In Arizona there are many USDA hardiness zones to consider when planting a garden or landscape. Trees, shrubs and plants need to be hardy from zones 5 through 10 to be hardy in the entire state region. Fast-growing trees can get established quickly in the garden and provide a stable growing environment with less time invested. Trees that grow quickly in Arizona include some gardening favorites.
The southern catalpa or Catawba (Catalpa bignonioides) is from the bignonia family of plants and is a drought-tolerant, fast-growing tree that attracts songbirds. It gets 25 to 50 feet tall with heart-shaped 8 inch long leaves and bell-like 2 inch white flowers. Plant a southern catalpa in full sun to partial shade in moist well drained soil. It will adapt if the soil isn’t moist. Propagate via seed or under-tree seedlings in USDA hardiness zones of 6 through 10 (northernmost Arizona may have issues growing).
The honeylocust or thornless honeylocust (Gleditsia triacanthos) is from the bean family of plants and is a drought-tolerant fast growing shrub-like tree. It gets 40 to 80 feet high and 20 to 30 feet wide on average. Leaves are 7 to 8 inches long and there are summertime yellow-green flowers that are fragrant. Plant a honeylocust in any soil in full sun. Propagate via seed, budding or grafting in USDA hardiness zones of 4 to 9 (southernmost Arizona may have problems growing).
The higan cherry or rosebud cherry (Prunus subhirtella) is from the rose family of plants and is a fast-growing tree. Deciduous leaves are lance-like and 1 to 3 inches long. Flowers are pink, in spring, and in clusters. The entire tree grows 20 to 30 feet tall. Plant a higan cherry in full sun in well drained soil. Propagate via cuttings or grafting in USDA hardiness zones of 5 through 8 (southern Arizona will have problems).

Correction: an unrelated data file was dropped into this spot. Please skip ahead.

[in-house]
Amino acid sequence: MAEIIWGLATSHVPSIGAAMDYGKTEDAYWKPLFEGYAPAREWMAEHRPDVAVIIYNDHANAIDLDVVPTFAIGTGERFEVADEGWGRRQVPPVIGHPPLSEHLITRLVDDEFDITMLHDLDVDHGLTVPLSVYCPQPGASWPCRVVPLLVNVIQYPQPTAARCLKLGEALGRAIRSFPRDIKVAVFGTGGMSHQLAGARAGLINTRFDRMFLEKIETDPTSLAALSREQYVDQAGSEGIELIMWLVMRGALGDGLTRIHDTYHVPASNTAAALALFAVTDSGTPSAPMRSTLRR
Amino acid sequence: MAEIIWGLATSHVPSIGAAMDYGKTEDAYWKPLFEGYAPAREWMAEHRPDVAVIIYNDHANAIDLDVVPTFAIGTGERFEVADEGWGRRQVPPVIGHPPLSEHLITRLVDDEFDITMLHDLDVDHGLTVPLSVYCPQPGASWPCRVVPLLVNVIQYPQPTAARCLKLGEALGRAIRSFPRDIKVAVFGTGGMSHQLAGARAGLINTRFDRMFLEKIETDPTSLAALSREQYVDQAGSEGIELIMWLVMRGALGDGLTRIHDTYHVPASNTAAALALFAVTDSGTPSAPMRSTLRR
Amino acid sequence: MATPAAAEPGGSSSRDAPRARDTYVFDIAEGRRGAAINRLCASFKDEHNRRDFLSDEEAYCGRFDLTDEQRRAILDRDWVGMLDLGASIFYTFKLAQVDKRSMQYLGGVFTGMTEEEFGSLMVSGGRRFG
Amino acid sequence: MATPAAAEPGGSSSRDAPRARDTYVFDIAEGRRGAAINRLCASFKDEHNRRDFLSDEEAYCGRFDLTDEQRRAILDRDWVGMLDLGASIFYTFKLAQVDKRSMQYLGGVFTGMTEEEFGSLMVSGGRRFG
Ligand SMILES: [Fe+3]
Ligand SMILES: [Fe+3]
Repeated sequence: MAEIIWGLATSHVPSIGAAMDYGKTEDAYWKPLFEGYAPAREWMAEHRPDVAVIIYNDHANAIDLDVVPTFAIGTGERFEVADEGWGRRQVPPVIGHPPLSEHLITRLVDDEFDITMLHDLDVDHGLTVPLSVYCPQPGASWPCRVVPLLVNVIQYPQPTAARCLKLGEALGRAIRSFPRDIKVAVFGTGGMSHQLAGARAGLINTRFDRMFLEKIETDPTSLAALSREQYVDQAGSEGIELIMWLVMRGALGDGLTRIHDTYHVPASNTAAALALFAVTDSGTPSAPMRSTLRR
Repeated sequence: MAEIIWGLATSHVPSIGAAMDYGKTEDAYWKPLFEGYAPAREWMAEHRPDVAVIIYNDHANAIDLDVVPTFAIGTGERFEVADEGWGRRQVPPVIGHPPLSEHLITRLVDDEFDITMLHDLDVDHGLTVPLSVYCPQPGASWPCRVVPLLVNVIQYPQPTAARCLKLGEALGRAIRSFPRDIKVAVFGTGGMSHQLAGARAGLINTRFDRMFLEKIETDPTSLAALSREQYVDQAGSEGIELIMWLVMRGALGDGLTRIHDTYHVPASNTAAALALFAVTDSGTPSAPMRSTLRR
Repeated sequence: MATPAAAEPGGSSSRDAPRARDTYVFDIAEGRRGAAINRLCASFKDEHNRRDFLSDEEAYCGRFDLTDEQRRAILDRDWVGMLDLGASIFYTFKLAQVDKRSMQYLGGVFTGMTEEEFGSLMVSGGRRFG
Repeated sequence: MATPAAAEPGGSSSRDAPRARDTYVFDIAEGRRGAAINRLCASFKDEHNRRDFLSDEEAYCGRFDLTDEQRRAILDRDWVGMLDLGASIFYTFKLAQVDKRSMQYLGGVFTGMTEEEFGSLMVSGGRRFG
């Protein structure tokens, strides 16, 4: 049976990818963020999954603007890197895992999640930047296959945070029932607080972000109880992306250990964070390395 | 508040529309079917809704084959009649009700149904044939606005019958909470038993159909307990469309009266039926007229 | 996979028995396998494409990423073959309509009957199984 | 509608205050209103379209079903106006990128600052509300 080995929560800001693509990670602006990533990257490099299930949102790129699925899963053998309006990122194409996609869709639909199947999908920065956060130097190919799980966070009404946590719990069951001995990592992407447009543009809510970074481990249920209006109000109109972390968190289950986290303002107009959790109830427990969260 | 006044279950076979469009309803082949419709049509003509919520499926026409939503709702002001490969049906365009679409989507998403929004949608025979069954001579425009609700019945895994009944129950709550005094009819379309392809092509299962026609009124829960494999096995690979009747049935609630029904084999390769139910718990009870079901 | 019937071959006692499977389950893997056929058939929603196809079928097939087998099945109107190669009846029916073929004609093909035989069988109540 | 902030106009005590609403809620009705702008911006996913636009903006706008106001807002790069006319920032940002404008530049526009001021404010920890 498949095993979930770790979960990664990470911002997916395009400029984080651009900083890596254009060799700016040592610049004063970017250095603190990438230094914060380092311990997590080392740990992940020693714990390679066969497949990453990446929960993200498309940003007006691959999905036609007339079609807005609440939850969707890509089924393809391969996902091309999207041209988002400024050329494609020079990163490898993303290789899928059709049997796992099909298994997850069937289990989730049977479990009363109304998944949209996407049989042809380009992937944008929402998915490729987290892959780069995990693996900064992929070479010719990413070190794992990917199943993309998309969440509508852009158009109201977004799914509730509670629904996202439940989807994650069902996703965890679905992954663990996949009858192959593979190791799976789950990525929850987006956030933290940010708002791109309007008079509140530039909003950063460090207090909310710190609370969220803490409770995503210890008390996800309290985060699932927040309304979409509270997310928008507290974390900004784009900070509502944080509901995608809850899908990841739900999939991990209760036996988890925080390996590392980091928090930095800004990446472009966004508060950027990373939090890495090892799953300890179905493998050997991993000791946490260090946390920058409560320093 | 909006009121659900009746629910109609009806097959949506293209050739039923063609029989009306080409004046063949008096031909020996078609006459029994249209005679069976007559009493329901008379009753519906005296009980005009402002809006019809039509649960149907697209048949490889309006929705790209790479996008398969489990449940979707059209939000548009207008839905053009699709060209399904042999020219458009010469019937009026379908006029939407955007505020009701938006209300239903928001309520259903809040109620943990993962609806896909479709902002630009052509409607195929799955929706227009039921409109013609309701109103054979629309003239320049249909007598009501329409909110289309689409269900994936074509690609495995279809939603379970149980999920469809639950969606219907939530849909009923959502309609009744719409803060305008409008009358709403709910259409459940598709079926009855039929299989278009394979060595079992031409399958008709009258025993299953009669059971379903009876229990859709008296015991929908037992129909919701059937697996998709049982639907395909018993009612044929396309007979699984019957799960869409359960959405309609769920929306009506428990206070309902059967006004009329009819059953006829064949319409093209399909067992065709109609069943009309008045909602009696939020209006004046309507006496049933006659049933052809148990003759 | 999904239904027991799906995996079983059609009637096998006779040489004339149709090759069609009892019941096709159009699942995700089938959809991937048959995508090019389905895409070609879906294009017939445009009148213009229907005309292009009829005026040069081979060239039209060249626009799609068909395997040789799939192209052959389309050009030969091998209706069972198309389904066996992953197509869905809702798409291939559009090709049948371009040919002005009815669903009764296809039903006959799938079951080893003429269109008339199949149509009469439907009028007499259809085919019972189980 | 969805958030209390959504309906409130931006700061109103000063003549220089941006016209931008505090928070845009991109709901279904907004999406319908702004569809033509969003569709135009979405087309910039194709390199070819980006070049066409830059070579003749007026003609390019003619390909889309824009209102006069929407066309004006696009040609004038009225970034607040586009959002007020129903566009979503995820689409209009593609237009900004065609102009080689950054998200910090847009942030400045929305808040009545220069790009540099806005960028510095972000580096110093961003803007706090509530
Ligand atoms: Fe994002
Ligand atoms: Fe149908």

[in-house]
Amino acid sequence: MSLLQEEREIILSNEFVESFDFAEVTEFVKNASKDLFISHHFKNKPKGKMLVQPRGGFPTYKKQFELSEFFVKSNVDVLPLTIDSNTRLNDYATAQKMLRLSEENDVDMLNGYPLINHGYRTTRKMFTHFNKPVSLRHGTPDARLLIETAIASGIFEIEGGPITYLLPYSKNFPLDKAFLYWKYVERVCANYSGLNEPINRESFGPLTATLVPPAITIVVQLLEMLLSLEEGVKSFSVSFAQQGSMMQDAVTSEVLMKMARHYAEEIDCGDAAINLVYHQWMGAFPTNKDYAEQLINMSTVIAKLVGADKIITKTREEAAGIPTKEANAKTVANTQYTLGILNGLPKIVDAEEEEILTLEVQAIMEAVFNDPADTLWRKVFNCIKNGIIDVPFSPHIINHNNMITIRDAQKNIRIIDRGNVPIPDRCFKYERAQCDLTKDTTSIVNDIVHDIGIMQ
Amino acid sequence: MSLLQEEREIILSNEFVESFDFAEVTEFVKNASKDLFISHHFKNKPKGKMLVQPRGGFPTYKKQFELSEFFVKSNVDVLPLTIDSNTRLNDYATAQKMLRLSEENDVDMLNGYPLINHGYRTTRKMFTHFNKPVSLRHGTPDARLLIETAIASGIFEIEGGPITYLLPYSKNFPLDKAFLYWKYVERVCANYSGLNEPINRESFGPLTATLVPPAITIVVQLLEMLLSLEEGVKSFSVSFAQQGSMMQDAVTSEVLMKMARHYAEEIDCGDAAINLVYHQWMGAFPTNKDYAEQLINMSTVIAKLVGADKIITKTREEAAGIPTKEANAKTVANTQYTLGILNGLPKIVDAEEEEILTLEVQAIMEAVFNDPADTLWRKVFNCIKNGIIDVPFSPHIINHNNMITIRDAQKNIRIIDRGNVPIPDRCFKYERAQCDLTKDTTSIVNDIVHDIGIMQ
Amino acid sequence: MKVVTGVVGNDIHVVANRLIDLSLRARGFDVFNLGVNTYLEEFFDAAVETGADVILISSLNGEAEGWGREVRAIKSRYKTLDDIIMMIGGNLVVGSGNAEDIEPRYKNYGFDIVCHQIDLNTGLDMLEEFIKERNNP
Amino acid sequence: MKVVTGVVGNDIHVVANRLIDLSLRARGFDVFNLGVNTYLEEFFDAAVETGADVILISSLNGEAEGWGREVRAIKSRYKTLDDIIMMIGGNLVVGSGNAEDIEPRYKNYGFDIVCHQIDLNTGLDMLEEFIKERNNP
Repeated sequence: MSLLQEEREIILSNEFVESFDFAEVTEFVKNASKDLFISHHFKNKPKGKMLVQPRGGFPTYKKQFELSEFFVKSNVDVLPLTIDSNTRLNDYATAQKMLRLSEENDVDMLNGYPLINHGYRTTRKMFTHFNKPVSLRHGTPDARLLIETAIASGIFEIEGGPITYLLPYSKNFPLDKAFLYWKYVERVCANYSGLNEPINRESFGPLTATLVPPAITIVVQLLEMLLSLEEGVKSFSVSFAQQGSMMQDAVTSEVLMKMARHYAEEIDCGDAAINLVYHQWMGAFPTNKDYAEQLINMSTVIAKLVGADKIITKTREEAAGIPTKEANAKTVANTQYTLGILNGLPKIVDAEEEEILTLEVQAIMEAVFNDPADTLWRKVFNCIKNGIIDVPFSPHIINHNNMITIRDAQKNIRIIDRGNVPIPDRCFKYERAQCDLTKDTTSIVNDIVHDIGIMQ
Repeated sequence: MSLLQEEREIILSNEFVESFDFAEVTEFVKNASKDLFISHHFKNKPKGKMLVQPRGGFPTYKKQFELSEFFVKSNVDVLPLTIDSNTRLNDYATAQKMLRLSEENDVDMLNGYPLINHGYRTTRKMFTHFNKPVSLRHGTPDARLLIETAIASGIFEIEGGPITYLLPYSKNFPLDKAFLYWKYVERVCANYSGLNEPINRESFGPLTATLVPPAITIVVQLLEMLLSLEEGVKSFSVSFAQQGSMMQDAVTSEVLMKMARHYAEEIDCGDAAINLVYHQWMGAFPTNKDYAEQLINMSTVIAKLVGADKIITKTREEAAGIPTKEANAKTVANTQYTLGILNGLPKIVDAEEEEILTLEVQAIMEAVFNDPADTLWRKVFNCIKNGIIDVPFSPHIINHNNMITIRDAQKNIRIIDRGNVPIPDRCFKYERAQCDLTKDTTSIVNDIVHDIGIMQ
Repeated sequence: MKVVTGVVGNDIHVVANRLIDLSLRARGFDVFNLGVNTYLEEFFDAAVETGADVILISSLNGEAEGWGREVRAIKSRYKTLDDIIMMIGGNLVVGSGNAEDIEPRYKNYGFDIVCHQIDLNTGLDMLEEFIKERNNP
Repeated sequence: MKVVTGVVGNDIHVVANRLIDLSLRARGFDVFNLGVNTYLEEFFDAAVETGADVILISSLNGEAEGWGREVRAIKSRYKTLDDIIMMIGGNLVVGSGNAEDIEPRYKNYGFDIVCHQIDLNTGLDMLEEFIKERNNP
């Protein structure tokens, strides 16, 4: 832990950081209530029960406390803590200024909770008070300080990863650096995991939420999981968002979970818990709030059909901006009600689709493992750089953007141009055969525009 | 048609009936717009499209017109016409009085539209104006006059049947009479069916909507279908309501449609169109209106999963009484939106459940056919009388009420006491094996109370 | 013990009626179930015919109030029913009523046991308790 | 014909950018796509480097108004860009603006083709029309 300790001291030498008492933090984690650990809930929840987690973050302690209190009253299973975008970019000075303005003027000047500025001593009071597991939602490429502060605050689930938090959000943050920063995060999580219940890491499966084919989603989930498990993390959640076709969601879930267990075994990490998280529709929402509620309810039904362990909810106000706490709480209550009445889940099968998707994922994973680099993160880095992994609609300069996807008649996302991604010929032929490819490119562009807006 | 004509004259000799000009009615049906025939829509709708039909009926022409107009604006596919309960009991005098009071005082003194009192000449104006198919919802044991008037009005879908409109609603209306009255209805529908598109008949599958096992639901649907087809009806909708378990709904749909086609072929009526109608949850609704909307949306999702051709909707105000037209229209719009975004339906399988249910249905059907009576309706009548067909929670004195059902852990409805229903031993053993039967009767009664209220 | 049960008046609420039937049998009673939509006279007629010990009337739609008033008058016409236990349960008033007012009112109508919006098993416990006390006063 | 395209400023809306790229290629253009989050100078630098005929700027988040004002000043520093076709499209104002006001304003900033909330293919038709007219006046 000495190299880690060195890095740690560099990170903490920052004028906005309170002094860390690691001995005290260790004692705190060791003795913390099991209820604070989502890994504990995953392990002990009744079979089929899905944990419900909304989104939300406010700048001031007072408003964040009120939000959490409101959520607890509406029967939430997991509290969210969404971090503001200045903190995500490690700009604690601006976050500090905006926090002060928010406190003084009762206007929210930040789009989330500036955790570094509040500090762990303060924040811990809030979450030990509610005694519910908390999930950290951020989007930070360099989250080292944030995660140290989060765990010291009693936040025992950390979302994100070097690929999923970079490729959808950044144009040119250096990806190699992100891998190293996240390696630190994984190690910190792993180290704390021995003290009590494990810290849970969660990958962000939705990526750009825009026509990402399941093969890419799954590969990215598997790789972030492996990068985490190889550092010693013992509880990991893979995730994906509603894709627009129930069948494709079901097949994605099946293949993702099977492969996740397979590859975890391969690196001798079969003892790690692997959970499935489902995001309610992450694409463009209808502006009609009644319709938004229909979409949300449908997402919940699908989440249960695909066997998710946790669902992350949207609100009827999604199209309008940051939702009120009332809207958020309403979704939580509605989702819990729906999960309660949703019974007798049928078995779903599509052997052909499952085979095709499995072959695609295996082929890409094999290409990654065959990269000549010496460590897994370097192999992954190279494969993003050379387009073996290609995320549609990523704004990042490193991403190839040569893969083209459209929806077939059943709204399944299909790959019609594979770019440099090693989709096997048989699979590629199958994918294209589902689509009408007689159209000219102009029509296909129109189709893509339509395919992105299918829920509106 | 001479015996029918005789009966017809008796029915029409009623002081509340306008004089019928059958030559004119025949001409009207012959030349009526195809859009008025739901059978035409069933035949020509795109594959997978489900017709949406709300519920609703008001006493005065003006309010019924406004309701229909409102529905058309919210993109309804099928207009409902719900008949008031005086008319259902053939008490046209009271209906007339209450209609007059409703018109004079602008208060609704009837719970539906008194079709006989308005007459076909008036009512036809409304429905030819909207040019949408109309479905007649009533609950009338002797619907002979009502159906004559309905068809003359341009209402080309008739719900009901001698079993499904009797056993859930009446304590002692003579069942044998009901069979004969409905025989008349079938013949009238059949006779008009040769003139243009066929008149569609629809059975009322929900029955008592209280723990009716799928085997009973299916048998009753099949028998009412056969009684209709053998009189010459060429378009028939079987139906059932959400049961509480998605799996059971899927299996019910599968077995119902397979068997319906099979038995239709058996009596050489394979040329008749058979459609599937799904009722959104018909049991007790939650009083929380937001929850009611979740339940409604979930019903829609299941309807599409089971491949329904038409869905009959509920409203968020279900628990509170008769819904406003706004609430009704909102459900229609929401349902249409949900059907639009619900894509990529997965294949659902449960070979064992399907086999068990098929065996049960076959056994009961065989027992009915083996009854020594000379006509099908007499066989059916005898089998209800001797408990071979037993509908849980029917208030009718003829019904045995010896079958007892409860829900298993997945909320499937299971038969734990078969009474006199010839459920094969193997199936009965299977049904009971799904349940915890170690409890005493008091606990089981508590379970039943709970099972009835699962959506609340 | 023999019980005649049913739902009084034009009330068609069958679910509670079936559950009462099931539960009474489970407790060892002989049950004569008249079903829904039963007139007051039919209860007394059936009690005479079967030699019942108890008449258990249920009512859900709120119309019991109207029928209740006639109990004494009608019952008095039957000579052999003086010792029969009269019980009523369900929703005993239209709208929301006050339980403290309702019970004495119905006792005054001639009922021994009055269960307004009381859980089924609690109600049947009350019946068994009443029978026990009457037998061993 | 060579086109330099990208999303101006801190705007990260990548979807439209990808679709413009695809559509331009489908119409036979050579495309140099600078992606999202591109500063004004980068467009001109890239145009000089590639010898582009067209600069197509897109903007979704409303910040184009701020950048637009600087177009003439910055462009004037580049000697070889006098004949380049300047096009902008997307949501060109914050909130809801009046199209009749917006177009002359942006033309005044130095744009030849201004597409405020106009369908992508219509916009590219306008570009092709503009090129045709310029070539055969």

The water oak or spotted oak (Quercus nigra) is from the beech family of plants and is a fast growing wetland tree. It averages a height of 50 to 80 feet with small leaves, smooth bark and acorns. Plant a water oak in full sun in moist well drained soils. Propagate via acorns in USDA hardiness zones of 7 through 10 (north Arizona may have difficulty).
The Chinese elm or lacebark elm (Ulmus parvifolia) is from the elm family of plants and is a fast growing tree with good fall foliage. It gets 40 to 50 feet tall with flaking bark and 2 inch long elliptic leaves. Plant a Chinese elm in any soil with full sun or partial shade conditions. Propagate via seed, grafting or cuttings in USDA hardiness zones of 5 through 9 (very southern Arizona may have problems).